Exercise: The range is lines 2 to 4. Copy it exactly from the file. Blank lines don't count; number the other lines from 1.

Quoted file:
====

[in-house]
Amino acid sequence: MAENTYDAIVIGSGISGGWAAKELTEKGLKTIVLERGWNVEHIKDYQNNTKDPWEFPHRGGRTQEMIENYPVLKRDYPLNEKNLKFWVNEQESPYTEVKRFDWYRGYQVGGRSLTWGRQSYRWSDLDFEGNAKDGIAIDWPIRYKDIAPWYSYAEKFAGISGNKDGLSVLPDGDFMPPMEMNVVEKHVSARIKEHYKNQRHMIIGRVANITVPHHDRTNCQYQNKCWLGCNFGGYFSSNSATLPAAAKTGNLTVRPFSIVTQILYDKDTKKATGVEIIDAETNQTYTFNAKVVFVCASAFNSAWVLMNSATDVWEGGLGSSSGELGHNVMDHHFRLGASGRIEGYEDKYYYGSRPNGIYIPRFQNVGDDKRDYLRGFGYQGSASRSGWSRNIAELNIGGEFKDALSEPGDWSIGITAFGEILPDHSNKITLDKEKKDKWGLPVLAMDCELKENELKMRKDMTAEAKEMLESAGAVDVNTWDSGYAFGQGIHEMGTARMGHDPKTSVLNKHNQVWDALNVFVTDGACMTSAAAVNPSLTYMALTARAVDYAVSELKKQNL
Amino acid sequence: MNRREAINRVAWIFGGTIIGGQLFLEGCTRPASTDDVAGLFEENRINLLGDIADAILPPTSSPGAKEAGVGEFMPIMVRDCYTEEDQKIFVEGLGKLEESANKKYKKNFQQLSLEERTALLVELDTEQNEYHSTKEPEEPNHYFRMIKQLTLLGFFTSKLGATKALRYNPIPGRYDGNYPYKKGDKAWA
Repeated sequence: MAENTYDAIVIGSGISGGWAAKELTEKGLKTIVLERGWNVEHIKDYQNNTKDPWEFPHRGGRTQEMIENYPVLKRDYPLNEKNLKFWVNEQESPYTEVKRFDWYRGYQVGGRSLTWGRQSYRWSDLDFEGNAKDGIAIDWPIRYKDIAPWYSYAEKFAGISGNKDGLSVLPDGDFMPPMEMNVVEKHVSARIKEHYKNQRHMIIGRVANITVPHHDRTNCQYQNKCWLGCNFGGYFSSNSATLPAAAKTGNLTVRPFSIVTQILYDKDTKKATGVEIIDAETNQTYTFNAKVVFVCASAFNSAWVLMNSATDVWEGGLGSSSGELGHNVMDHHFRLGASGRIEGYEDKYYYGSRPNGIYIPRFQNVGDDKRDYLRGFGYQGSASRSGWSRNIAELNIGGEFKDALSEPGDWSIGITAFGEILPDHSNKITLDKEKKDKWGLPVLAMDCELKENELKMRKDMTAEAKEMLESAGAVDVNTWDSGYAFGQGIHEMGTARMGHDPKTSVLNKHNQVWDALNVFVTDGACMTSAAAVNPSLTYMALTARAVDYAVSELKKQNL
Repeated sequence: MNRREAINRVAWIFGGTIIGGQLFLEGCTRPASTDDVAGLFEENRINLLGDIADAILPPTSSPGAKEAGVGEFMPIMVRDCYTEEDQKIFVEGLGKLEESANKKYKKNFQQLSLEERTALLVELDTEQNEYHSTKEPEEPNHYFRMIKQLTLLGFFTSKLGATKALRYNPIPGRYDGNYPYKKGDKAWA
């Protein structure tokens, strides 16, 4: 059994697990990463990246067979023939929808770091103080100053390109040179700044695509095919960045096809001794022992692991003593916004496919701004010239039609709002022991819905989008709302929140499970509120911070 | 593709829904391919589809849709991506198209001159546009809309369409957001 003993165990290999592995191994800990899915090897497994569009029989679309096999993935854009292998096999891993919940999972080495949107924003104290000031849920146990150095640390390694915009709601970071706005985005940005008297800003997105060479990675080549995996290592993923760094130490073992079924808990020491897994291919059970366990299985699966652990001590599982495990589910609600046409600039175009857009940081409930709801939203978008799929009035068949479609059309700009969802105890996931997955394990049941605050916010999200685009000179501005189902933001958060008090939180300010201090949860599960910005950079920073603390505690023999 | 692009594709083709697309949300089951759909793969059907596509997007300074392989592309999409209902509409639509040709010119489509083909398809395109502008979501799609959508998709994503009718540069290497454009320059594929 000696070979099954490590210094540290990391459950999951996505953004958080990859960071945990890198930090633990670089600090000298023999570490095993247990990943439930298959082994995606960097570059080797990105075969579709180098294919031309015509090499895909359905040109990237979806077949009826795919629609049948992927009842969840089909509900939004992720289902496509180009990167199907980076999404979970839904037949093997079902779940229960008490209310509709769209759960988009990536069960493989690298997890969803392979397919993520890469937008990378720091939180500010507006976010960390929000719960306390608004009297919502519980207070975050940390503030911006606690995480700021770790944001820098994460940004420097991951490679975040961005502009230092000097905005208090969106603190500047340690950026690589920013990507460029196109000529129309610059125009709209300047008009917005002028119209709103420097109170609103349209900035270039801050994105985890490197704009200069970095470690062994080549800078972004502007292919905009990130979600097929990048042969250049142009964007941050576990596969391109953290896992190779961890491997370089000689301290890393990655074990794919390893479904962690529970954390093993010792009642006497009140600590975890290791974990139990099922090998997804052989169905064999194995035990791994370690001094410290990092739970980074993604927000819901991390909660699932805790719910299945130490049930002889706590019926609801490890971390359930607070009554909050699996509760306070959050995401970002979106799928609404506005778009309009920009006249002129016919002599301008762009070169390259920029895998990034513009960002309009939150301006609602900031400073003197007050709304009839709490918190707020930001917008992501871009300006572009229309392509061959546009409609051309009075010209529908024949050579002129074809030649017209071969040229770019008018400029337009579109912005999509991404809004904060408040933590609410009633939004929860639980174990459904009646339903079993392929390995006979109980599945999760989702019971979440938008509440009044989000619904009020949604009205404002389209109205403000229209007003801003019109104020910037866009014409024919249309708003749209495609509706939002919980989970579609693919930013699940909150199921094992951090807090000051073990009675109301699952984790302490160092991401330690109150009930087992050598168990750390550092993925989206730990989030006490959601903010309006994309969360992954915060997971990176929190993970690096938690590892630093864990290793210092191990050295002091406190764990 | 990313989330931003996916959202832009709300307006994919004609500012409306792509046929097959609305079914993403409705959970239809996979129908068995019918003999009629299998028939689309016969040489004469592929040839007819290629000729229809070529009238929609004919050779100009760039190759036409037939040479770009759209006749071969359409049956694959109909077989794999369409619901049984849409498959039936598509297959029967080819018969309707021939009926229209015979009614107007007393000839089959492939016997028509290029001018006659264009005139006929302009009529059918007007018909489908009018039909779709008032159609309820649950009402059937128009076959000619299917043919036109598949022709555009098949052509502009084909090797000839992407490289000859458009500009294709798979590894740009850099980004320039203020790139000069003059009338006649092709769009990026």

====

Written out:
Amino acid sequence: MAENTYDAIVIGSGISGGWAAKELTEKGLKTIVLERGWNVEHIKDYQNNTKDPWEFPHRGGRTQEMIENYPVLKRDYPLNEKNLKFWVNEQESPYTEVKRFDWYRGYQVGGRSLTWGRQSYRWSDLDFEGNAKDGIAIDWPIRYKDIAPWYSYAEKFAGISGNKDGLSVLPDGDFMPPMEMNVVEKHVSARIKEHYKNQRHMIIGRVANITVPHHDRTNCQYQNKCWLGCNFGGYFSSNSATLPAAAKTGNLTVRPFSIVTQILYDKDTKKATGVEIIDAETNQTYTFNAKVVFVCASAFNSAWVLMNSATDVWEGGLGSSSGELGHNVMDHHFRLGASGRIEGYEDKYYYGSRPNGIYIPRFQNVGDDKRDYLRGFGYQGSASRSGWSRNIAELNIGGEFKDALSEPGDWSIGITAFGEILPDHSNKITLDKEKKDKWGLPVLAMDCELKENELKMRKDMTAEAKEMLESAGAVDVNTWDSGYAFGQGIHEMGTARMGHDPKTSVLNKHNQVWDALNVFVTDGACMTSAAAVNPSLTYMALTARAVDYAVSELKKQNL
Amino acid sequence: MNRREAINRVAWIFGGTIIGGQLFLEGCTRPASTDDVAGLFEENRINLLGDIADAILPPTSSPGAKEAGVGEFMPIMVRDCYTEEDQKIFVEGLGKLEESANKKYKKNFQQLSLEERTALLVELDTEQNEYHSTKEPEEPNHYFRMIKQLTLLGFFTSKLGATKALRYNPIPGRYDGNYPYKKGDKAWA
Repeated sequence: MAENTYDAIVIGSGISGGWAAKELTEKGLKTIVLERGWNVEHIKDYQNNTKDPWEFPHRGGRTQEMIENYPVLKRDYPLNEKNLKFWVNEQESPYTEVKRFDWYRGYQVGGRSLTWGRQSYRWSDLDFEGNAKDGIAIDWPIRYKDIAPWYSYAEKFAGISGNKDGLSVLPDGDFMPPMEMNVVEKHVSARIKEHYKNQRHMIIGRVANITVPHHDRTNCQYQNKCWLGCNFGGYFSSNSATLPAAAKTGNLTVRPFSIVTQILYDKDTKKATGVEIIDAETNQTYTFNAKVVFVCASAFNSAWVLMNSATDVWEGGLGSSSGELGHNVMDHHFRLGASGRIEGYEDKYYYGSRPNGIYIPRFQNVGDDKRDYLRGFGYQGSASRSGWSRNIAELNIGGEFKDALSEPGDWSIGITAFGEILPDHSNKITLDKEKKDKWGLPVLAMDCELKENELKMRKDMTAEAKEMLESAGAVDVNTWDSGYAFGQGIHEMGTARMGHDPKTSVLNKHNQVWDALNVFVTDGACMTSAAAVNPSLTYMALTARAVDYAVSELKKQNL